Oliver Stone Makes Another ‘Juvenile Fantasy of Bullets, Breasts and Bongs’
Those who know the director's real life exploits might have a harder time enjoying his new film Savages.
July 6, 2012 - 11:08 am
Today Universal released Savages, a new Oliver Stone movie in his Natural Born Killers ouevre of nihilistic, Clockwork Orange-wannabes. At least these over-glorified action movies disturb less than Stone’s other cinematic preoccupations — the communist agitprop documentary, conspiracy theory histories, and anti-capitalist polemics.
The premise from the press release:
Laguna Beach entrepreneurs Ben (Johnson), a peaceful and charitable Buddhist, and his closest friend Chon (Kitsch), a former Navy SEAL and ex-mercenary, run a lucrative, homegrown industry-raising some of the best marijuana ever developed. They also share a one-of-a-kind love with the extraordinary beauty Ophelia (Lively). Life is idyllic in their Southern California town…until the Mexican Baja Cartel decides to move in and demands that the trio partners with them. When the merciless head of the BC, Elena (Hayek), and her brutal enforcer, Lado (Del Toro), underestimate the unbreakable bond among these three friends, Ben and Chon-with the reluctant, slippery assistance of a dirty DEA agent (Travolta)-wage a seemingly unwinnable war against the cartel.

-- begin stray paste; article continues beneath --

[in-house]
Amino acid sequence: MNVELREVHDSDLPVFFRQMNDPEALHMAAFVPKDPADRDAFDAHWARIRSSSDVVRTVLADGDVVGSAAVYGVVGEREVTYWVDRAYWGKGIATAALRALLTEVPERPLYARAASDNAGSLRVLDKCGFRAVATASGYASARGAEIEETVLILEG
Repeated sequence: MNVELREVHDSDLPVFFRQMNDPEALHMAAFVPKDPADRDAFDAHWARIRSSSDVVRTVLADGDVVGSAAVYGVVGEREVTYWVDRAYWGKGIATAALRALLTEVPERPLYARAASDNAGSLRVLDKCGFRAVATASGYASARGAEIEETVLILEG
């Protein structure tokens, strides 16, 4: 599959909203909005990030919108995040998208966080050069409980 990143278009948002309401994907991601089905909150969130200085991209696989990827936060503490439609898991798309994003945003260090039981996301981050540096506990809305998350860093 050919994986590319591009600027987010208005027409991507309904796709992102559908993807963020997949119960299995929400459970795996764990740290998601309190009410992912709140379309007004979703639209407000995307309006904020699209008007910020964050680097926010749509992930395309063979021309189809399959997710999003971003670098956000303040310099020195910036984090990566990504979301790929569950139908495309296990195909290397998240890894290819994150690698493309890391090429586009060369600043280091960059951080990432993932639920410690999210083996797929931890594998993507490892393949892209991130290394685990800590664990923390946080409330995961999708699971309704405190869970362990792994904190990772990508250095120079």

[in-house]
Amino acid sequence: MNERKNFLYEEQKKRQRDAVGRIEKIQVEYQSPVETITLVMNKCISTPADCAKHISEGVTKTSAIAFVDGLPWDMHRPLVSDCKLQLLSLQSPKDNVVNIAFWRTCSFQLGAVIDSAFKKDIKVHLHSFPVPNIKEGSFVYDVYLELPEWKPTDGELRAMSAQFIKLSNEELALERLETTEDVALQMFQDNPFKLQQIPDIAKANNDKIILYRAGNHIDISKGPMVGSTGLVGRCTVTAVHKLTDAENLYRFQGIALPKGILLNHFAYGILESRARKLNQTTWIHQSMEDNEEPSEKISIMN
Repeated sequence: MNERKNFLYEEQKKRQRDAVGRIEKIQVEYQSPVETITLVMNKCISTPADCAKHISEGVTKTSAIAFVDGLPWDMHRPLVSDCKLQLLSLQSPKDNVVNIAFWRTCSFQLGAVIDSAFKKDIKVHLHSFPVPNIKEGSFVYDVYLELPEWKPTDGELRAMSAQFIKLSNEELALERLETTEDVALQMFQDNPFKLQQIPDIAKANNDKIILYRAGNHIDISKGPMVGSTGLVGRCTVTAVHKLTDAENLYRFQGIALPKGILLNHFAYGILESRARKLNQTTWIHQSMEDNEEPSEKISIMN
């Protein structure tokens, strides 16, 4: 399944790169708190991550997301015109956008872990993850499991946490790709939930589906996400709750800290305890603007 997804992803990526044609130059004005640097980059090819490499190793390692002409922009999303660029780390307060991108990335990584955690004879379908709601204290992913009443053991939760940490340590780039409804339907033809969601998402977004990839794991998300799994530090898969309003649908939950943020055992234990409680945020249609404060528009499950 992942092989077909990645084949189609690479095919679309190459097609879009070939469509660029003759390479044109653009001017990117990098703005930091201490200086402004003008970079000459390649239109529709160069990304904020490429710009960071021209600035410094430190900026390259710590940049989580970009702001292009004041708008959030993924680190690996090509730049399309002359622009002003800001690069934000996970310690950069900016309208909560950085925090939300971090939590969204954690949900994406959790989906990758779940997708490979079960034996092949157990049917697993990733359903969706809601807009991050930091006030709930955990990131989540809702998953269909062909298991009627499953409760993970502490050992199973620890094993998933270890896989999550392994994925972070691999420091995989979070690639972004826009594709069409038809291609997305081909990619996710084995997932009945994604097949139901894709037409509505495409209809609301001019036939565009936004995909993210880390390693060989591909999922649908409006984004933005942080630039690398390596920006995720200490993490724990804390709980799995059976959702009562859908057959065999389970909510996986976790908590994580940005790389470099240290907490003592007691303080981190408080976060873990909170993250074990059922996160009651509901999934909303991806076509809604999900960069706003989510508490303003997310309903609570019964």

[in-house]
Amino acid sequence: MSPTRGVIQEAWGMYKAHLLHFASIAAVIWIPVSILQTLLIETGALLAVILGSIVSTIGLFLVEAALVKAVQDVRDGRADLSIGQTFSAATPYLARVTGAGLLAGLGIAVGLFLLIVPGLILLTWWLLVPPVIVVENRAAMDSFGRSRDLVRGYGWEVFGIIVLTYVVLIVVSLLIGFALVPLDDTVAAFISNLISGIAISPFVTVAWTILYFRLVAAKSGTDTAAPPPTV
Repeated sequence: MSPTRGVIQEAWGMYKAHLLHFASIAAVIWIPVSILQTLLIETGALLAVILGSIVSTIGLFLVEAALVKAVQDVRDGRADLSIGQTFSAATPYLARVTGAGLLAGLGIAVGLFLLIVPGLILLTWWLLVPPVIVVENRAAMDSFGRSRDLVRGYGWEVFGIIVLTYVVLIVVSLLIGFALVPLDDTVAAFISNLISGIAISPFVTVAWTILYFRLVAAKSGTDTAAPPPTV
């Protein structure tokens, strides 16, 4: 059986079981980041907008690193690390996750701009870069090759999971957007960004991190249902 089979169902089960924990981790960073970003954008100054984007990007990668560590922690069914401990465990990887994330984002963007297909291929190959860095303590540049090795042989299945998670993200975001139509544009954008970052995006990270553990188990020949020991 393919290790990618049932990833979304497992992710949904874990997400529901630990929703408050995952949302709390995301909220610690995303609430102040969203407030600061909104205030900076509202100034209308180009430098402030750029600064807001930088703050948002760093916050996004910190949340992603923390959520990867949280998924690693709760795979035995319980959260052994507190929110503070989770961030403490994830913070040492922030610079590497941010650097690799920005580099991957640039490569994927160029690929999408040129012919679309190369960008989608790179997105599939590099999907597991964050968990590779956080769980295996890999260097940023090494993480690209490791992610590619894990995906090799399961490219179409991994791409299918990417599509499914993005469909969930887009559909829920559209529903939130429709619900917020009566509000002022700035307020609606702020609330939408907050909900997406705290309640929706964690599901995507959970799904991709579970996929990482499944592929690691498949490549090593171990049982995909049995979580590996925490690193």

So far Savages has collected mediocre reviews. Rotten Tomatoes proclaims only 51% positive, and highlighs Rafer Guzman at Newsday addressing the main problem with Stone’s explorations in the genre of the highbrow, ultraviolent, philosophy major action movie:
“Savages” is a juvenile fantasy of bullets, breasts and bongs — not such a bad thing, if Stone would just admit it and stop staging the film as a profound ethical wrestling match.
A film can be a teenage boy’s exploitation picture with naked women, fun explosions, and elegant action sequences. Or it can be a grown-up movie that deals with evil and humanity’s animal instincts seriously. It can’t be both. The reason why Stanley Kubrick’s film worked so well and has so rarely been duplicated is that it knows to start off as one to hook the adolescents and then shift to the other to make an adult point about reality. But Stone hasn’t made that leap upwards to maturity himself, so how could his films?